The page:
What We Like
One of the cheapest meal kits
Prep work is fast and easy
Recipe cards included
What We Don't Like
Limited recipe selection
No options for restricted diets such as vegan, keto and paleo
Shipping isn’t free
In a sea of premium meal kit companies that cost $10 or more per serving, Every Plate stands out for offering kits that costs half that price. Launched in 2018 by Hello Fresh, one of the top meal kit brands, Every Plate allows cooks with a limited budget as well as limited time get out of their dinnertime ruts. Of course, the big question is whether or not they include flavor and freshness in the bargain. To find the answer, we signed up for Every Plate and tested it out. Read on to find out what we thought.
How It Works: Simple to Sign up
Every Plate keeps things simple and offers just two plans. With the two-serving plan, subscribers can choose to buy three, four or five kits each week. But with the four-serving plan, you’re limited to just three meals per week. Presumably, this is to ensure all the ingredients will fit into one box. You can let the company automatically send the default meals or choose from the eight rotating choices.
The kits are delivered once a week and include everything you need to prepare the meal, except for a few staples. Like most companies, Every Plate assumes you’ll have your own cooking oil, salt, and pepper, but it also expects you to supply your own flour, sugar, butter and milk.
Depending on your area, Every Plate delivers Tuesdays through Fridays, sometime between 8 a.m. and 8 p.m. We only had the choice between Thursday or Friday. The kit arrived in the afternoon, but we waited until 7 p.m. to open the box and the ingredients were still cold.
Switching plans, selecting recipes, skipping weeks, and deactivating your subscription are all easy to do online and in the app.
Choosing Meals: Tight Selection
One way Every Plate keeps costs down is by only offering a small selection of recipes to choose from. Each week brings just eight new options, only one of which is vegetarian. Most of the recipes are built around inexpensive proteins such as ground beef or sausage, boneless skinless chicken breasts, or pork chops. Anything with steak costs an extra $2.99 per serving.
Each week brings just eight new options, only one of which is vegetarian.
With so few options there aren’t many labels to differentiate them from another. We spotted a hot pepper symbol on the purportedly spicy dish, but nothing else to clue us in to what’s fast, low-carb, gluten-free, and the like. If you’re following a restricted diet, this isn’t the meal kit service for you.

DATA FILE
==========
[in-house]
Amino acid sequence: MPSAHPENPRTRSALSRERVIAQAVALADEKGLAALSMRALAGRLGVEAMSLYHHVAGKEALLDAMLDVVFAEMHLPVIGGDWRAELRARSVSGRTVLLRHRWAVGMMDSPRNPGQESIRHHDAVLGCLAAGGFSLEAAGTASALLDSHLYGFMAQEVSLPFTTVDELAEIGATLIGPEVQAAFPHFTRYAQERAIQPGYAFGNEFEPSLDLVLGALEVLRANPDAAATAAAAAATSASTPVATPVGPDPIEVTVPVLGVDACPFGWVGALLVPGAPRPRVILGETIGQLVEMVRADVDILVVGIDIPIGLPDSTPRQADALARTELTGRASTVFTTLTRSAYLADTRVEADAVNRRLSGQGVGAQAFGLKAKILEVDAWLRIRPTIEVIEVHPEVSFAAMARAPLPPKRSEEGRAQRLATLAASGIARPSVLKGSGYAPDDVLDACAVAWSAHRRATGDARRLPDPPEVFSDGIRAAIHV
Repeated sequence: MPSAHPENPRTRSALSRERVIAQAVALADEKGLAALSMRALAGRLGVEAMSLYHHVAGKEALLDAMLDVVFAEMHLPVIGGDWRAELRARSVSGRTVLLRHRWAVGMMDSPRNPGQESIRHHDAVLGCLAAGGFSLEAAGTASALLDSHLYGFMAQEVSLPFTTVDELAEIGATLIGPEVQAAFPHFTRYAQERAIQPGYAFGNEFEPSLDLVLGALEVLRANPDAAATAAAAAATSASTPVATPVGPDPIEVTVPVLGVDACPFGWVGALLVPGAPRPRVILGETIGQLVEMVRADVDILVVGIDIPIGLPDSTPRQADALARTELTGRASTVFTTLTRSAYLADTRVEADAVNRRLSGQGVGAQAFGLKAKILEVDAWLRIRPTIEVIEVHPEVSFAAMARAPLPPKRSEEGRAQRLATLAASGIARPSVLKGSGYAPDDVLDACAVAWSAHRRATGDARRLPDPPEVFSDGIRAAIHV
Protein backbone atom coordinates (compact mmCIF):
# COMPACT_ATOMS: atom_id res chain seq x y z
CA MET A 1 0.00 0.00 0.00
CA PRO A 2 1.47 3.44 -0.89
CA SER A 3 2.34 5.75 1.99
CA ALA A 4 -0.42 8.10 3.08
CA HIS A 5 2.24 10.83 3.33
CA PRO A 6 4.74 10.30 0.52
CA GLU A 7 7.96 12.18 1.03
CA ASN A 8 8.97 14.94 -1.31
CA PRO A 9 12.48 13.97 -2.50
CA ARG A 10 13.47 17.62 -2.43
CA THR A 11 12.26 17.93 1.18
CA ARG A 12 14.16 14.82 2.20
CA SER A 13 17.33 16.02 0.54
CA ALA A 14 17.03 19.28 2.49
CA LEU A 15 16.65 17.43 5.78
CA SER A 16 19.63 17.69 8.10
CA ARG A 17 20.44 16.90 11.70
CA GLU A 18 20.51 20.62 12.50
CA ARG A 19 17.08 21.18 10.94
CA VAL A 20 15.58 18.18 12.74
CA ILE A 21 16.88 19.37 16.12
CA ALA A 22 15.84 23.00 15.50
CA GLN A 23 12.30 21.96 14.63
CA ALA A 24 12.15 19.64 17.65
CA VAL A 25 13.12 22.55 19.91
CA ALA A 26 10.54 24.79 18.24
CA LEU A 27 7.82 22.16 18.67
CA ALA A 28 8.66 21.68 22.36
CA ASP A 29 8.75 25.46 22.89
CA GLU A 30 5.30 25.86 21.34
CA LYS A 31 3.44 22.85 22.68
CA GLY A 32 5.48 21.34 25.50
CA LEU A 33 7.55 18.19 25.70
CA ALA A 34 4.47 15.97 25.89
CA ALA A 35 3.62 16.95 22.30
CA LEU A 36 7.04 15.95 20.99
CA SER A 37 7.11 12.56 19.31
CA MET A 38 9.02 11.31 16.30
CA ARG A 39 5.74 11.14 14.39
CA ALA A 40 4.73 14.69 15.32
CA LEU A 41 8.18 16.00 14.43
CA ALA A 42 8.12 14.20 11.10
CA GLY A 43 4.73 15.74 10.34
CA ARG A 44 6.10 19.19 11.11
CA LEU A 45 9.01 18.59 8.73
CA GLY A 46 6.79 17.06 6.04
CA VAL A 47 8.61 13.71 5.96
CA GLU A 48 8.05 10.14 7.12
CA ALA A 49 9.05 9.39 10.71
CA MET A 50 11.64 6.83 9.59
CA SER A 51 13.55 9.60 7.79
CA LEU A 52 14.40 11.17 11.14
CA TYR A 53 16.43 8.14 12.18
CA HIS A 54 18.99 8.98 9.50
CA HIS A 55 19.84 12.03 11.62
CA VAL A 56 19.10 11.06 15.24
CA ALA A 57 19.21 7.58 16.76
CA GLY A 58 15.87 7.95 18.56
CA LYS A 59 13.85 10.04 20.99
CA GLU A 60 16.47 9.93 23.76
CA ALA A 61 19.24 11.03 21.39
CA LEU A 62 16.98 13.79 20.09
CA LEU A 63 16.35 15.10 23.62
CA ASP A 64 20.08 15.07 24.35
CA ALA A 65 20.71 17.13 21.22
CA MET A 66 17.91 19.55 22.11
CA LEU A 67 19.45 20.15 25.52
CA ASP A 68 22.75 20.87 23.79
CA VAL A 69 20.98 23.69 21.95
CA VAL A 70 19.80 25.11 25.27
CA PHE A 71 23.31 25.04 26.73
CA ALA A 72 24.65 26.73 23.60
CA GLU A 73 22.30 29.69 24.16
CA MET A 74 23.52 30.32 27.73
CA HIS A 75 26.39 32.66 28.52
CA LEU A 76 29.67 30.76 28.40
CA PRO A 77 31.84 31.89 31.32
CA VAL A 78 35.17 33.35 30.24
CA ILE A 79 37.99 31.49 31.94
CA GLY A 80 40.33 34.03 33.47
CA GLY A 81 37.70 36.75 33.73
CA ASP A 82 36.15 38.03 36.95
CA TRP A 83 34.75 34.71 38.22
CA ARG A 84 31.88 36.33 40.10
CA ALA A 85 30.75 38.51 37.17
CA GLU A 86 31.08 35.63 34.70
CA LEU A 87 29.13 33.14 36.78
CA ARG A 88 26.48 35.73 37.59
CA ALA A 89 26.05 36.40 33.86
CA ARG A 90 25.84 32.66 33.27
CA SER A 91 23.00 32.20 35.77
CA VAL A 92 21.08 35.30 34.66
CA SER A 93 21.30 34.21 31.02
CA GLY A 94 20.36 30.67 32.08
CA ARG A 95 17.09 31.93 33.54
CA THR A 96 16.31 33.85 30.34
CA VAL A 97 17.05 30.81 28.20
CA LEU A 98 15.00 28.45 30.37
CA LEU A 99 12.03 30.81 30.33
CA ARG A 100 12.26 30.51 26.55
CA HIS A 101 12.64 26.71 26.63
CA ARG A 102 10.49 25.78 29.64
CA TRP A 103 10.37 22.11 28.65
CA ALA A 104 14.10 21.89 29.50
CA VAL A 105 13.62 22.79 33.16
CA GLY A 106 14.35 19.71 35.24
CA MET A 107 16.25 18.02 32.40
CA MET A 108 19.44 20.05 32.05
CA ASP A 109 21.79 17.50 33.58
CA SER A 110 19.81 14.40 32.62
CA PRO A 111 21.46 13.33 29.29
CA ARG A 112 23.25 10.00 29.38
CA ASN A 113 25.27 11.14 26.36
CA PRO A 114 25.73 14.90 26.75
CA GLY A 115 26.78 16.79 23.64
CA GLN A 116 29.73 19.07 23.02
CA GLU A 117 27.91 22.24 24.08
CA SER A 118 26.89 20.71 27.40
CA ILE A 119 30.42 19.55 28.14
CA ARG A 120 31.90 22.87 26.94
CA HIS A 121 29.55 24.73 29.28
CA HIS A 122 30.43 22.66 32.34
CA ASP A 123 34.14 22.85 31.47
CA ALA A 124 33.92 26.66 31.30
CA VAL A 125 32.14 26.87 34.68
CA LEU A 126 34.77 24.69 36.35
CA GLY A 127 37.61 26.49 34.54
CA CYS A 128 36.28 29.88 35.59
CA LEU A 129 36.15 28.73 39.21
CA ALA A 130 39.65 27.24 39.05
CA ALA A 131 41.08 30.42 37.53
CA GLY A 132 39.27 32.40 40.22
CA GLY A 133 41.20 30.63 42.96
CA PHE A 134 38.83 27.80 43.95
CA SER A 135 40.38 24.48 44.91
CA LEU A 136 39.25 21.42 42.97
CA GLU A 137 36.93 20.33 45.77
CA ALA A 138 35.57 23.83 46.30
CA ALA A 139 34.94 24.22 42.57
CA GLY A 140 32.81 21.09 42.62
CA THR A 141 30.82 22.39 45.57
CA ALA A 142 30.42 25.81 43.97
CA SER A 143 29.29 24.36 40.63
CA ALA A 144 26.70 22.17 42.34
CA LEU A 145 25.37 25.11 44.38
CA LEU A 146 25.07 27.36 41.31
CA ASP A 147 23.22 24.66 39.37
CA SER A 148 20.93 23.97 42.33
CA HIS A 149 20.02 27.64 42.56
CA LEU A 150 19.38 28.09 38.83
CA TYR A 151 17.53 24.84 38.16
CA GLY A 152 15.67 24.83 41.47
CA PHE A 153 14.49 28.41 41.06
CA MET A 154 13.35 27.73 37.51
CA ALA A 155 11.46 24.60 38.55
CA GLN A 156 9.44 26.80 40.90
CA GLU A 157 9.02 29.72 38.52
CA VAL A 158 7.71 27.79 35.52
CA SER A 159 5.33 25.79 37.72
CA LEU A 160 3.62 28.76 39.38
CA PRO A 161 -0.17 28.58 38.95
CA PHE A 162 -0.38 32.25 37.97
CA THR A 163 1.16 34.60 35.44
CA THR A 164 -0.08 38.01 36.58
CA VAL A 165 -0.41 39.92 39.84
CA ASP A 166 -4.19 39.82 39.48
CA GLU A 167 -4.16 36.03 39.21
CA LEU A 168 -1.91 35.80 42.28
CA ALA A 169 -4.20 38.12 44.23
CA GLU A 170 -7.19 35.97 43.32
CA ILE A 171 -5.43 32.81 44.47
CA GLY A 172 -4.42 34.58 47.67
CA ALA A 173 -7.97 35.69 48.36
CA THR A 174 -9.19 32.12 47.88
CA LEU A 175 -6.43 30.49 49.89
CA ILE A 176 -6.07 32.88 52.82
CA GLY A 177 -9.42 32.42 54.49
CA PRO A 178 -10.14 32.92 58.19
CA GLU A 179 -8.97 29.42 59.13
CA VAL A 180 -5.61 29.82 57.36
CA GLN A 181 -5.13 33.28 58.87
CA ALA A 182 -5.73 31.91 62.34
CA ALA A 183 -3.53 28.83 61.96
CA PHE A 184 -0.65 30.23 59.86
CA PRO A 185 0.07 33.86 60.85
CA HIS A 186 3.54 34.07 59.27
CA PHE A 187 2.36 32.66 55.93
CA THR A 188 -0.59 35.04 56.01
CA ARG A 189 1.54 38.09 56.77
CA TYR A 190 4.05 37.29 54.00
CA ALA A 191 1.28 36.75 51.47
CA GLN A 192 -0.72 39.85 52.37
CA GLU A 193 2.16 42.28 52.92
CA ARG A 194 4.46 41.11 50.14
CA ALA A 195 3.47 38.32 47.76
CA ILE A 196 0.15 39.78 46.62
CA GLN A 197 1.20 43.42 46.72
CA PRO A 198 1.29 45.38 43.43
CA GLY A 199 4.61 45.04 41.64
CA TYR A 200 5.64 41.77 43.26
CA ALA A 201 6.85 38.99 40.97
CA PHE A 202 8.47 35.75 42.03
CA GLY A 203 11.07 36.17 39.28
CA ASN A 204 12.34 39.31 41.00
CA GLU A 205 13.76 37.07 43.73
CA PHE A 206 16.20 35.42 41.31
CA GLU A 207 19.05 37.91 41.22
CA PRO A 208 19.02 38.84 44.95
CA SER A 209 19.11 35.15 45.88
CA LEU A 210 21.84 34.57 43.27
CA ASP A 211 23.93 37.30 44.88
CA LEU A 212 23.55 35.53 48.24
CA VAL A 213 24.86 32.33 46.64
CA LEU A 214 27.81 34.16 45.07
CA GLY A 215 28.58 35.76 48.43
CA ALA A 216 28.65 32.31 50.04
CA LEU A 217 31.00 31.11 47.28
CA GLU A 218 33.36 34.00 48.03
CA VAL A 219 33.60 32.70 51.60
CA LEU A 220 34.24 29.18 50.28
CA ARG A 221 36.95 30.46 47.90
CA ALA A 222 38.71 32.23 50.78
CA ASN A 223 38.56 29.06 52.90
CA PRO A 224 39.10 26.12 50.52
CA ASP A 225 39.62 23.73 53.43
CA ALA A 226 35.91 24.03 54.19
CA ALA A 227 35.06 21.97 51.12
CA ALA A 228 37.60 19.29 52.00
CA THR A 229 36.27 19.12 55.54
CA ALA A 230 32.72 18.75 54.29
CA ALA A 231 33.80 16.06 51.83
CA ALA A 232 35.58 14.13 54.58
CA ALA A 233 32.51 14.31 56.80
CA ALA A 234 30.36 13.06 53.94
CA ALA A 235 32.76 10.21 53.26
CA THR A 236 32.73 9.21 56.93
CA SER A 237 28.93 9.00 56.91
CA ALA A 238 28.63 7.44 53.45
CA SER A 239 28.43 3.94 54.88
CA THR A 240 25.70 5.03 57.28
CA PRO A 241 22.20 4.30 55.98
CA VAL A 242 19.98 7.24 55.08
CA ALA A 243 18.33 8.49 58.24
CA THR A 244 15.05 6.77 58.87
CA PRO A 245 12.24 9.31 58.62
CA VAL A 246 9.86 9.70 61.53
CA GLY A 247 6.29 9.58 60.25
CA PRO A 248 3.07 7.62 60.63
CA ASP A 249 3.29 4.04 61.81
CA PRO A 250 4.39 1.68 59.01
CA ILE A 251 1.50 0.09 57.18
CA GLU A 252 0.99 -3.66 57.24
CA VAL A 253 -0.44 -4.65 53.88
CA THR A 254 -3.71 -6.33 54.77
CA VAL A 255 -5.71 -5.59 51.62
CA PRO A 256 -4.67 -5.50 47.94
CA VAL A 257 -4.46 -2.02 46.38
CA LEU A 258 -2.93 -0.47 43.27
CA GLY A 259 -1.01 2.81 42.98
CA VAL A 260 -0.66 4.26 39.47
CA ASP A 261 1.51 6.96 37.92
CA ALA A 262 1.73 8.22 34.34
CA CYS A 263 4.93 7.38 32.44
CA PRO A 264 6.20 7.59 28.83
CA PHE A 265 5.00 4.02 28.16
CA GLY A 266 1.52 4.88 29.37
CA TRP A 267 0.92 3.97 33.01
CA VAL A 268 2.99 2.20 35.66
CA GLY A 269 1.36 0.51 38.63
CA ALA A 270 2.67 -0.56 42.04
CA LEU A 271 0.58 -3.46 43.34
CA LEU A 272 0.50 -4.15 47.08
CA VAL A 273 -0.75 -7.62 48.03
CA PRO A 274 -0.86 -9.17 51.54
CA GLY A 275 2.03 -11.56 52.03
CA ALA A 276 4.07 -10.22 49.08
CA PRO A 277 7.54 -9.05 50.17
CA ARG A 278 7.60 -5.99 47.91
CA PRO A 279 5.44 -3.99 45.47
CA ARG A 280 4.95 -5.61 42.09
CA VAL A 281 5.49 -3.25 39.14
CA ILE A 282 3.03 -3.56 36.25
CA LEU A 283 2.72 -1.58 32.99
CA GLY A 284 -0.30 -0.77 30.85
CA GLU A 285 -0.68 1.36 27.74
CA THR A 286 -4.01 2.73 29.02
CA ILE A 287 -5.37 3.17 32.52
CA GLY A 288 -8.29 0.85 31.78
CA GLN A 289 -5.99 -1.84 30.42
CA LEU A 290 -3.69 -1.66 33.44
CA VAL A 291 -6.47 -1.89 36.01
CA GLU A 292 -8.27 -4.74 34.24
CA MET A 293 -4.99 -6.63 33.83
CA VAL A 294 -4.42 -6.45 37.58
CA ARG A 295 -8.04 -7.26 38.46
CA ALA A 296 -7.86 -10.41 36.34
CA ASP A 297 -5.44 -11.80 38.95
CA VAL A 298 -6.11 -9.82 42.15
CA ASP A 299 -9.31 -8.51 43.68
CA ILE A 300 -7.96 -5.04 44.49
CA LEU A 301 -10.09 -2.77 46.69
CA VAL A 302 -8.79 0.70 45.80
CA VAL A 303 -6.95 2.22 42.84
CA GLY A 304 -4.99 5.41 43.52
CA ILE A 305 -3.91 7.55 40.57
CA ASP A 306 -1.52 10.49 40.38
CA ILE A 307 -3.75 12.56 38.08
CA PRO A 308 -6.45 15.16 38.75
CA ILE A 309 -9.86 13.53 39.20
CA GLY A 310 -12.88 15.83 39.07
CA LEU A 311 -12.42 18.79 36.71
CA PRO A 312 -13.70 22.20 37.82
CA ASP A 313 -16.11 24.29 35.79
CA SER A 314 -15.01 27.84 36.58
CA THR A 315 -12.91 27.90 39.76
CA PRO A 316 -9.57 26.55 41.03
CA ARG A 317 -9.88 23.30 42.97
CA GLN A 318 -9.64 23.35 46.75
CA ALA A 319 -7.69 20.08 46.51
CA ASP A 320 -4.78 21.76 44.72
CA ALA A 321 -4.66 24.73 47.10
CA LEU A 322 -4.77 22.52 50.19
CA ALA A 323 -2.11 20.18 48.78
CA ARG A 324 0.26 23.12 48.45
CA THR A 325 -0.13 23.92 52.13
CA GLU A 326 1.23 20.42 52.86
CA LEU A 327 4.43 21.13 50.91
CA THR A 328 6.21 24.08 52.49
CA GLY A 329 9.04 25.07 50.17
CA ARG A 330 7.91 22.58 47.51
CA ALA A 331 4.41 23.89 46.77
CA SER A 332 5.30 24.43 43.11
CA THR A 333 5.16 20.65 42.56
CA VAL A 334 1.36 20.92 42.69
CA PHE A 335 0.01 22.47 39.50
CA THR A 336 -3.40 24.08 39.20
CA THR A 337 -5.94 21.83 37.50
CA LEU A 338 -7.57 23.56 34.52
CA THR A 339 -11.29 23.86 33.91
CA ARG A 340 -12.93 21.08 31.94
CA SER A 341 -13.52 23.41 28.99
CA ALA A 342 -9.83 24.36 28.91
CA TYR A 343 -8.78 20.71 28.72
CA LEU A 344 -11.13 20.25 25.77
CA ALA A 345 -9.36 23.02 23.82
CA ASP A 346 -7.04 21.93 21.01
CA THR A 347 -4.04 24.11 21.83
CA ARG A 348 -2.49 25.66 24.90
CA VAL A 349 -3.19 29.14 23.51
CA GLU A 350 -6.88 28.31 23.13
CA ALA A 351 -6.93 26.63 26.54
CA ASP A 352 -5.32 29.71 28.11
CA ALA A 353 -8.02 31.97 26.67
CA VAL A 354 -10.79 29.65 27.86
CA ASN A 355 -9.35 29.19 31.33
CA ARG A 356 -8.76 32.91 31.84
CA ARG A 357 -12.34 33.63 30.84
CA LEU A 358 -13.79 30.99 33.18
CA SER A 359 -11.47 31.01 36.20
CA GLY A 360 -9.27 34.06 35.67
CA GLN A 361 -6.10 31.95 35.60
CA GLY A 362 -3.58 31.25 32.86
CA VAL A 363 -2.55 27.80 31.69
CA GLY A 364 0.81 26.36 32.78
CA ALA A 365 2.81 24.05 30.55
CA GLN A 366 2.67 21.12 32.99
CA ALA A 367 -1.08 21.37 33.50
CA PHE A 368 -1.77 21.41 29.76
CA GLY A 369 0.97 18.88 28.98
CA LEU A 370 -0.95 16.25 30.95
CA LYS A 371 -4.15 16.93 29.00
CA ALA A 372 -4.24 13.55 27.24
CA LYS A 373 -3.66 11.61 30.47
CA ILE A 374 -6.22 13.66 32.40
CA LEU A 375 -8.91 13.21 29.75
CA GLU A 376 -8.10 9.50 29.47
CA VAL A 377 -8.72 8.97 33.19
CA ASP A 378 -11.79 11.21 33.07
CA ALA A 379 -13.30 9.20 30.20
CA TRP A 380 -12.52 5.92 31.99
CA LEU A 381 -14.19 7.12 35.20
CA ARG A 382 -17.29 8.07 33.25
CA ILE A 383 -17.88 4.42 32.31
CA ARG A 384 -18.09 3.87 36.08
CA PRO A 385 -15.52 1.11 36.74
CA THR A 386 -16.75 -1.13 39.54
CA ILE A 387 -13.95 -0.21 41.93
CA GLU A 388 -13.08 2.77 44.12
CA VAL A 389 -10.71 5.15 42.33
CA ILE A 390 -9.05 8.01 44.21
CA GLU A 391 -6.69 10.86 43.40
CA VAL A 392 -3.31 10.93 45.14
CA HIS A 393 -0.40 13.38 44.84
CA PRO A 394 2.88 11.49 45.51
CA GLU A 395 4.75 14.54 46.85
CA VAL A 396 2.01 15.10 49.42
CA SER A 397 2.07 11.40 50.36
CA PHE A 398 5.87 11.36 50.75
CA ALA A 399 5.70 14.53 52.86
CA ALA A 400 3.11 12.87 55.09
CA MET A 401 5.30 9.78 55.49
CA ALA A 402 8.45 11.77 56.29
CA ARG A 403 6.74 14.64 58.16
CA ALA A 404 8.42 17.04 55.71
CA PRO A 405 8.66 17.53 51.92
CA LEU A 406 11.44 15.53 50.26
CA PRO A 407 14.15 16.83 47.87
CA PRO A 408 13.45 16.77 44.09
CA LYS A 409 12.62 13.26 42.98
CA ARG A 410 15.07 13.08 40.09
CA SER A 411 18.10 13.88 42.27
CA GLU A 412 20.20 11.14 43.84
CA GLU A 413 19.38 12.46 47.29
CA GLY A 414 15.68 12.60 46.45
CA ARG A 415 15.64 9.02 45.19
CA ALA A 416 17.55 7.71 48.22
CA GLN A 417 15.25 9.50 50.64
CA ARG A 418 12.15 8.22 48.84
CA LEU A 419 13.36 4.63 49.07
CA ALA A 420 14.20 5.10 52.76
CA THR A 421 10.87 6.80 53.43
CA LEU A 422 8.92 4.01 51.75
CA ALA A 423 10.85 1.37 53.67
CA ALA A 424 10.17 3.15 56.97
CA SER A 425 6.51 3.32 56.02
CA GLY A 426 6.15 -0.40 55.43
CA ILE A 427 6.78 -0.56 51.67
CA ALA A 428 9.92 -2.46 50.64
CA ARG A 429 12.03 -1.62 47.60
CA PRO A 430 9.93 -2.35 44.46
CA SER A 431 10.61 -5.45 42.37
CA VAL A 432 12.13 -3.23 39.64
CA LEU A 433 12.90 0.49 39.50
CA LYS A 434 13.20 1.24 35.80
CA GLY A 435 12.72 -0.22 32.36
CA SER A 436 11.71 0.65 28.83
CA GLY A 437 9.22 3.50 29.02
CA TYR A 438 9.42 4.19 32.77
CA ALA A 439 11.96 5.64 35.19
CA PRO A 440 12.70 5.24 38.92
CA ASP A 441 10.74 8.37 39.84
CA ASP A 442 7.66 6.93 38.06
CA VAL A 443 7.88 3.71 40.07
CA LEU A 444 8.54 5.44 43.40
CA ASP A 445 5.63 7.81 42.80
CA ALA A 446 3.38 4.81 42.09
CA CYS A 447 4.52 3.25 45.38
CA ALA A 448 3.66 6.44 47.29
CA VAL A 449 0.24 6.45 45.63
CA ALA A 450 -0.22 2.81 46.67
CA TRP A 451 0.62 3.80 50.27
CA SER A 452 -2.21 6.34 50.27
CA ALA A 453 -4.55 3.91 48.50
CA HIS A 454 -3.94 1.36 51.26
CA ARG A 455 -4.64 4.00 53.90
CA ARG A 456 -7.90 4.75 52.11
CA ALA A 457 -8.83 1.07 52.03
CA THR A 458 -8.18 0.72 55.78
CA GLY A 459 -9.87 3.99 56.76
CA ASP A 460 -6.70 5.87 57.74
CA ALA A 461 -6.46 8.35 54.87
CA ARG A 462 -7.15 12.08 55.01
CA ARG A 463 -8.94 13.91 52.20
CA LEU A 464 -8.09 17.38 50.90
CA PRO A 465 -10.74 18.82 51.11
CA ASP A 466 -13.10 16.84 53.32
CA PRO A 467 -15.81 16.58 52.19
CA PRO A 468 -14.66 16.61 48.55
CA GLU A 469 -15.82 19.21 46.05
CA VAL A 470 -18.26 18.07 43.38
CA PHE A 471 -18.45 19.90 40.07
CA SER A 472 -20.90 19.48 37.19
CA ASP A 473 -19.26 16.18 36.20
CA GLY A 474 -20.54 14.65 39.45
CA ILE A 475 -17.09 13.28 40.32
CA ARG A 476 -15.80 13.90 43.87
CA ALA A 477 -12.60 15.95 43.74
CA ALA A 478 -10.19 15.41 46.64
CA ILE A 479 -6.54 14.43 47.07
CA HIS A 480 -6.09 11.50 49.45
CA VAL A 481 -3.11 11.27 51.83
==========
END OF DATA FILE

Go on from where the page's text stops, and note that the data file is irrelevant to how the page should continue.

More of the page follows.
All of the recipes include a starch of some sort, and it usually comes in the form of bread and pasta, with three of the dishes using rice or potatoes instead. The dishes were generally pretty familiar with very few international flavors, and about a third following the “hunk of protein with a veg and starch on the side” format. Think chili glazed chicken breasts with rice and carrots.
Most of the recipes are built around inexpensive proteins like ground beef or sausage, boneless skinless chicken breasts, or pork chops.
Most dishes can be made in 30 minutes, or at least under 40 minutes. And thankfully we could click on a dish’s photo to get the all the details, including the instructions, cook time and allergens, so we could decide if it was something we really wanted to make.
· Beef Banh Mi Bowls with Sriracha Mayo, Carrot, and Pickled Cucumber
· Cheesy Pork Sausage Sloppy Joes with Garlic Butter Buns and Potato Wedges
· Lemon Rosemary Chicken with Roasted Garlic Mashed Potatoes and Zucchini
Support Materials: Compact Cards & Simple App
Every Plate’s recipe cards are about half the size of most meal kits’ cards, but they’re still easy to follow. The use full-color photos to clearly show the ingredients included, the five or six steps each recipe would take, and the finished dish. There was even a cooking tip included on each one. The photos don’t look as beautiful as those from other meal kit companies, but they get the job done. Another bargain meal kit service we tried didn’t even include recipe cards, so this was a definite improvement.
We could also view and download the recipes online, or view them in the app. The app itself is very simple and easy to use. It simply shows the recipes for the upcoming weeks, lets you skip if you want, and you can change your account information.
Packaging: Minimal But Still Plenty of Plastic
When Every Plate’s box arrived we noticed it was quite a bit smaller than most other meal kit companies we’ve tried. It seems they cut down on space by simply packing most of the items for all the meals into one small cardboard box within the bigger shipping box, with the meats tucked between the ice packs below. We appreciated the smaller box, but kind of missed having everything neatly organized into separate bags for each kit.
The cardboard boxes are curbside recyclable. The insulating liner is made of cotton batting that can break down in the garbage, and the film plastic covering it, as well as the gel packs, are recyclable depending on where you live (that kind of plastic is not recyclable in our area). With the exception of tougher stuff, like potatoes and onions, most of the ingredients were packaged in plastic bags as well.
The Cooking Process: Fast & Easy
Every Plate helpfully posts the prep time for each meal right at the top of its recipe card, and they averaged just 5 or 10 minutes. Each recipe only required a few ingredients, which meant there was minimal chopping. And we usually needed just one skillet and a pot or a baking sheet, which made clean-up fast.